Uzbekistan - In deciding whether or not applicants could travel on this year's Muslim haj pilgrimage to Mecca – now underway in Saudi Arabia – the Uzbek authorities continued to impose the same severe restrictions as in earlier years, Forum 18 News Service has found. The numbers were restricted to about one fifth of the potentially available quota, while would-be pilgrims under the age of 45 appear to continue to have been banned. Would-be pilgrims also needed to pass unwritten state controls, as well as to be able to afford high fees, including reported bribes. These restrictions again seriously limited the number of Muslims who could perform this obligation of their faith. Every able-bodied adult Muslim who can afford to do so is obliged to make a haj pilgrimage once in their lifetime.
With an estimated population of over 28,000,000, the government's Religious Affairs Committee stated on 15 October that 5,078 people would be allowed to go on the haj. The first flight left the capital Tashkent for Saudi Arabia on 19 October. The pilgrims are due to return to Uzbekistan later in November.
As in previous years, all pilgrims needed approval from local authorities, the National Security Service (NSS) secret police and other national authorities.
More pilgrims from Russia or Afghanistan than Uzbekistan
Worldwide the numbers per country permitted are based on a country's population and allocated on that basis by Saudi Arabia, as guardian of the Islamic holy cities of Mecca and Medina. The quota is set at 1,000 pilgrims per million Muslim residents of a country, giving Uzbekistan a possible quota of about 28,000.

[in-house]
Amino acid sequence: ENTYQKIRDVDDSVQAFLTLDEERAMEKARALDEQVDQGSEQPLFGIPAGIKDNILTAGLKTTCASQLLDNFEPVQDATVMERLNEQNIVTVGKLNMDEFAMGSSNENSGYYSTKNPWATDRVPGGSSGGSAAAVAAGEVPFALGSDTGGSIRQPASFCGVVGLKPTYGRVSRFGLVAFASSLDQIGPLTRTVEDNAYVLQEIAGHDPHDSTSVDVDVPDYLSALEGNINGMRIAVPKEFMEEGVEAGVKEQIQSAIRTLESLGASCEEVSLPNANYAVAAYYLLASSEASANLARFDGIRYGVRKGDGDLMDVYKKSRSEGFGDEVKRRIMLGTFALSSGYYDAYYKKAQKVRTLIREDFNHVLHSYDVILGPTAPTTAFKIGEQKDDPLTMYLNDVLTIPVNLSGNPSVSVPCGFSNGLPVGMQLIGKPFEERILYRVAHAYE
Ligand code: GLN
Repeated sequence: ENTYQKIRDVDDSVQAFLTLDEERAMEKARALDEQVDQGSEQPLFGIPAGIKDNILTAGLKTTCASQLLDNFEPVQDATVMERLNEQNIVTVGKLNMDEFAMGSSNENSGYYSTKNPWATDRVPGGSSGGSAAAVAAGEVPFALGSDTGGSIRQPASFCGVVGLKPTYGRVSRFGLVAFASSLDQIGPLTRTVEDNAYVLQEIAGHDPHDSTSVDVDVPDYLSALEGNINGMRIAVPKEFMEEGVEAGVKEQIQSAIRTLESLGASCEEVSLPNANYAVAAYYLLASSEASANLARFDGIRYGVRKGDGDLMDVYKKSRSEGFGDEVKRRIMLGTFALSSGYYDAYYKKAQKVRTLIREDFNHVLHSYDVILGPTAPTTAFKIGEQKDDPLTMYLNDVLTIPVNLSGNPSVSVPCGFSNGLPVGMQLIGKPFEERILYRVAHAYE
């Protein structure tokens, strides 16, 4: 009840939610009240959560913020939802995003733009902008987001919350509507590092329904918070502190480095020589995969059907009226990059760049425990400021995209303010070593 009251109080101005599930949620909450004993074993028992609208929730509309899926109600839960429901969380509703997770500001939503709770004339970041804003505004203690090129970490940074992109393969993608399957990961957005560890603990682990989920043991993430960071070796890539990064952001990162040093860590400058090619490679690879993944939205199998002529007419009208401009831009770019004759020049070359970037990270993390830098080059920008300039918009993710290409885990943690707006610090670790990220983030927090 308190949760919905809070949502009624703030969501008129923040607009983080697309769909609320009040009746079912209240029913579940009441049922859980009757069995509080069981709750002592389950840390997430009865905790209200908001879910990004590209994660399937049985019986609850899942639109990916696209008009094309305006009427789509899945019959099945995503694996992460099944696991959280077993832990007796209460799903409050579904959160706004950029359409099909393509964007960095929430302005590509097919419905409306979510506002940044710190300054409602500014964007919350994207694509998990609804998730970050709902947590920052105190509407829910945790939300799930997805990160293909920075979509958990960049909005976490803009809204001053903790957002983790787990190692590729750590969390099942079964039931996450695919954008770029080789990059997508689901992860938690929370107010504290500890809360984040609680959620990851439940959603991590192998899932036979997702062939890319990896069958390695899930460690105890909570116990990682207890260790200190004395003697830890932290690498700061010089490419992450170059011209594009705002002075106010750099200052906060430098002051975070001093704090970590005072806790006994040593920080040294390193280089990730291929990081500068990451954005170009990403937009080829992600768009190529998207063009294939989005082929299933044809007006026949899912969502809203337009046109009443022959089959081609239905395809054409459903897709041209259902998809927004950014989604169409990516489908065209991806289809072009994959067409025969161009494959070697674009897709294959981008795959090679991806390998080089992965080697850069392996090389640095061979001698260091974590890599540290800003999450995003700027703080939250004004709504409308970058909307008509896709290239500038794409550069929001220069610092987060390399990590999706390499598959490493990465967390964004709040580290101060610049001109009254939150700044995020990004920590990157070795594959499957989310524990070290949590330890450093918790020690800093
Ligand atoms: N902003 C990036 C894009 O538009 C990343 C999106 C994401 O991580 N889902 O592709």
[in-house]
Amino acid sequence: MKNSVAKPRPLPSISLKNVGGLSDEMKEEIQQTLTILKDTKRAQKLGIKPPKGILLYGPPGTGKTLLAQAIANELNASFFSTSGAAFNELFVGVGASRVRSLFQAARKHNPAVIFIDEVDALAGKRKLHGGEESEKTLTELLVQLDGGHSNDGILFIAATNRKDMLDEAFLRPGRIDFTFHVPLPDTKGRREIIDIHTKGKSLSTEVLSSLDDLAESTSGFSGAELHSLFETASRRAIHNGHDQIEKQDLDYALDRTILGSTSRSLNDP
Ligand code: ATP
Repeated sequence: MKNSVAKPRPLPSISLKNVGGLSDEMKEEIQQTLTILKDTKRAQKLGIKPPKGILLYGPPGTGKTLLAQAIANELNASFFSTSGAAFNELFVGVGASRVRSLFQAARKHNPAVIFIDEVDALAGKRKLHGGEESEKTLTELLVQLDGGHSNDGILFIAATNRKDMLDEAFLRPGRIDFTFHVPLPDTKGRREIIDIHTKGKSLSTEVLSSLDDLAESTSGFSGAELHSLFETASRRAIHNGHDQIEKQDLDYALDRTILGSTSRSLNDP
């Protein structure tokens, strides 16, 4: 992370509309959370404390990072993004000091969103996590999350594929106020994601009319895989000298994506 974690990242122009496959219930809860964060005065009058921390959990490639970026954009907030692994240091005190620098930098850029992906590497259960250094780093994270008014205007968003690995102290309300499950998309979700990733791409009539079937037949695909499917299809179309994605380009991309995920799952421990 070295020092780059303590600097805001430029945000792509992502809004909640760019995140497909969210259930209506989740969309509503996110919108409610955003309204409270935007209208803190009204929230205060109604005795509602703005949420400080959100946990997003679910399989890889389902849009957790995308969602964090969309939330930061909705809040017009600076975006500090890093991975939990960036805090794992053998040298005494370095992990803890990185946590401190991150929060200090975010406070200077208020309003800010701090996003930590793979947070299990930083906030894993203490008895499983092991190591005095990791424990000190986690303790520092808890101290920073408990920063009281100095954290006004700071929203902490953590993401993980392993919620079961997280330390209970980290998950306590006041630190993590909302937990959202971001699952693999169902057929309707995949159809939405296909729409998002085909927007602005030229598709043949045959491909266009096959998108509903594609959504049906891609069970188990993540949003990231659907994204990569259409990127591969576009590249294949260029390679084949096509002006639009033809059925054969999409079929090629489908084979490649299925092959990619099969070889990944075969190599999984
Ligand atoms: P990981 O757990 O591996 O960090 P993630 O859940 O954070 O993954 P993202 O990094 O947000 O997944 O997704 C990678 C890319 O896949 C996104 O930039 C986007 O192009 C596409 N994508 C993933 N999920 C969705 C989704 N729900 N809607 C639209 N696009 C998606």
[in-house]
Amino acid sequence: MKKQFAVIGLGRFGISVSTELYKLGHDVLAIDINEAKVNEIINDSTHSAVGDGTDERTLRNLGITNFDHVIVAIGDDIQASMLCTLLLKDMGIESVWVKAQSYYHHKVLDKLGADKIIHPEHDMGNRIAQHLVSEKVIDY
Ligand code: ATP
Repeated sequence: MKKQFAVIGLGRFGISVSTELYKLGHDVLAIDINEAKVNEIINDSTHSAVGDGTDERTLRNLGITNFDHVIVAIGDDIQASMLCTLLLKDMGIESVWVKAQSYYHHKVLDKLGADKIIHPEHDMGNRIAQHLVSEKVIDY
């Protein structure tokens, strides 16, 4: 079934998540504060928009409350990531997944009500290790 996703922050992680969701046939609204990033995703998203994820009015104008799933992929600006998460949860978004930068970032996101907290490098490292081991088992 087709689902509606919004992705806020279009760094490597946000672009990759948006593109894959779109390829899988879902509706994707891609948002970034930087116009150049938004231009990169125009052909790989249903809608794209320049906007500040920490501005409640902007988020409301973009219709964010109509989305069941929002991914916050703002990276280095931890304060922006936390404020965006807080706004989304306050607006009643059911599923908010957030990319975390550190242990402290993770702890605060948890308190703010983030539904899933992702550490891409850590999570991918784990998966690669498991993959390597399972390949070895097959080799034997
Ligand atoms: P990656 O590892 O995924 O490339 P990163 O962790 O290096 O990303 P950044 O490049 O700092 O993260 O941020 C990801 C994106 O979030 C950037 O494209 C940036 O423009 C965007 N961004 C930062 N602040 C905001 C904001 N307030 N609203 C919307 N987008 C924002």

Afghanistan with a population a little over Uzbekistan's of almost 30,000,000 has sent around 30,000 pilgrims this year, and Russia (with around 20,000,000 Muslims) has sent about 22,500 pilgrims. Kazakhstan, with a population of around 15,000,000 (perhaps two-thirds of Muslim background) has sent 4,000 pilgrims this year.
The closest Central Asian country to Uzbekistan in terms of numbers of pilgrims sent is Kyrgyzstan, which sent 5,072 pilgrims this year out of a total population of around 5,500,000. The lowest number of pilgrims sent from Central Asia came from Turkmenistan, which as in previous years sent "about 180" pilgrims (including secret police and other officials) this year.
Why can't Uzbekistan send its full quota?
Asked why Uzbekistan does not send its possible quota of between 20,000 and 30,000 pilgrims, Bahodyr Mamedkarimov, Legal Advisor to the Interior Minister, told Forum 18 on 4 November: "It is not we who decide this, but the Muslim Board."
A Saudi diplomat outside Uzbekistan and Saudi Arabia said that Uzbekistan could have asked Saudi Arabia to increase its haj quota. "I do not believe that Saudi Arabia has asked Uzbekistan to lower the quota [to current levels]," the diplomat, speaking on condition of anonymity as someone not authorised to speak to the media, told Forum 18 on 3 November. Forum 18 is aware that in the recent past Russia's and Turkey's quotas were increased at their request, while this year Kyrgyzstan successfully asked for an increase of 500.